On Monday, international concern intensified over the weekend shelling of Ukraine’s Zaporizhzhia nuclear complex, as Kiev and Moscow exchanged blame for the strikes while attempting to allay worries that their war for control of the facility would lead to disaster.
United Nations Secretary-General Antonio Guterres, who called any attack on a nuclear facility “suicidal,” asked that U.N. nuclear inspectors be granted access.
Zaporizhzhia, Europe’s largest complex of its sort, is located in a southern territory taken by Russian invaders in March, when it was struck without causing any damage to its reactors. Ukraine is now preparing a counter-offensive in the area.
Kyiv demanded that the region around the facility be demilitarized and that the International Atomic Energy Agency, the United Nations’ nuclear watchdog, be let in. Russia’s foreign ministry also expressed support for an IAEA visit, which it accused Ukraine of obstructing by bombarding the facility.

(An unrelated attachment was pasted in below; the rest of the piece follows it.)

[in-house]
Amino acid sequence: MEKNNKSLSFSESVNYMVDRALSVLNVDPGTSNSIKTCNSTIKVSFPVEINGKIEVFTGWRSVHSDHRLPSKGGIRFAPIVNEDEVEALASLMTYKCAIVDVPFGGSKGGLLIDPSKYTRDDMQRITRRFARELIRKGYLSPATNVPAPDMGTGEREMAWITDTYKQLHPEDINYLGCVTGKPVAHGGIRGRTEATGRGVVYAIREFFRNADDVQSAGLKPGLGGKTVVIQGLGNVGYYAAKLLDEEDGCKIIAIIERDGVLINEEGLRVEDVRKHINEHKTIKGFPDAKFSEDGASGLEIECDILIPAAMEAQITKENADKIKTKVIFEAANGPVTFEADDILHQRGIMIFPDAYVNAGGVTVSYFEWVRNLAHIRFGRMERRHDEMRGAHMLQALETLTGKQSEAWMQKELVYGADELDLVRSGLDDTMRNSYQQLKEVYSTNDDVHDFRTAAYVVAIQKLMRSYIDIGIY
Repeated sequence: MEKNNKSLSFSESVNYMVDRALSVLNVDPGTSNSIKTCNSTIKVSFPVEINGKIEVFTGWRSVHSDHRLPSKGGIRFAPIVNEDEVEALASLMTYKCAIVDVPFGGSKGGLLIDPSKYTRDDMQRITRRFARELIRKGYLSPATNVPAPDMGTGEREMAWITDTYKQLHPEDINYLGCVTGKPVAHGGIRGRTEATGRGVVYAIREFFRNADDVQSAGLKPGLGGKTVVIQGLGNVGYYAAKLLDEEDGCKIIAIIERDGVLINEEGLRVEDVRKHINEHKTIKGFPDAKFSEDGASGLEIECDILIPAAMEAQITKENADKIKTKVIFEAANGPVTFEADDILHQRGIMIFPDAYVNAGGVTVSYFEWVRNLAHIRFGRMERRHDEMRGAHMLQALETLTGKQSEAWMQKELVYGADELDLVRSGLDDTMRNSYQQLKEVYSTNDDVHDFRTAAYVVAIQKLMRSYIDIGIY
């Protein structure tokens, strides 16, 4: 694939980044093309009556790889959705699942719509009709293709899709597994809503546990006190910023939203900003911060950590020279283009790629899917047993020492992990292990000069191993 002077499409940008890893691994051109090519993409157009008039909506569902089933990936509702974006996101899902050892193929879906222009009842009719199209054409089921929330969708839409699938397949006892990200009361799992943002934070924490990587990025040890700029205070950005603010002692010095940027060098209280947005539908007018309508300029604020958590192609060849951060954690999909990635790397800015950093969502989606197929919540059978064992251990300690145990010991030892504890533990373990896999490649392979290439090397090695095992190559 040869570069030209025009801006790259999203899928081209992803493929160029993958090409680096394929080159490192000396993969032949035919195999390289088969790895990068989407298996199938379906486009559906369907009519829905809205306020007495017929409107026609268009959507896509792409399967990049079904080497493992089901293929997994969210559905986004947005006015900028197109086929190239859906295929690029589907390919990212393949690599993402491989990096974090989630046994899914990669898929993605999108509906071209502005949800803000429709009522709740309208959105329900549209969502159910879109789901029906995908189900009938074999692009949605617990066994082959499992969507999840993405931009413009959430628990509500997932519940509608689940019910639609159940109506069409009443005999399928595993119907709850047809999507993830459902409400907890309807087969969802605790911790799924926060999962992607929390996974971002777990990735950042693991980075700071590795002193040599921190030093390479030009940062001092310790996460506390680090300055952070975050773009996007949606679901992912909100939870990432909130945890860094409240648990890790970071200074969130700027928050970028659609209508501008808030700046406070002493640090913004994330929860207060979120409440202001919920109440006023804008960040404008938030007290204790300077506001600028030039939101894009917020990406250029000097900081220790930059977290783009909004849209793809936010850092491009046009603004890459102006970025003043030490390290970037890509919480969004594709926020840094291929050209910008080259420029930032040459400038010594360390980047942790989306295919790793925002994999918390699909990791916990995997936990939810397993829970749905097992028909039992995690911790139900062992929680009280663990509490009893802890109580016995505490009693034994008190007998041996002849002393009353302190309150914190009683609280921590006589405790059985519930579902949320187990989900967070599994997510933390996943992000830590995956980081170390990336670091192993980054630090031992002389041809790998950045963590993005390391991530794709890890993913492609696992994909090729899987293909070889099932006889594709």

Ukraine blamed Russia for the weekend strikes on the plant, which is still staffed by Ukrainian personnel. According to the report, three radiation sensors were destroyed, and two personnel were hurt by shrapnel.
Meanwhile, the Russian defense ministry stated that Ukrainian assaults had damaged electricity cables serving the facility, forcing it to limit production by two of its six reactors in order to “avoid interruption.”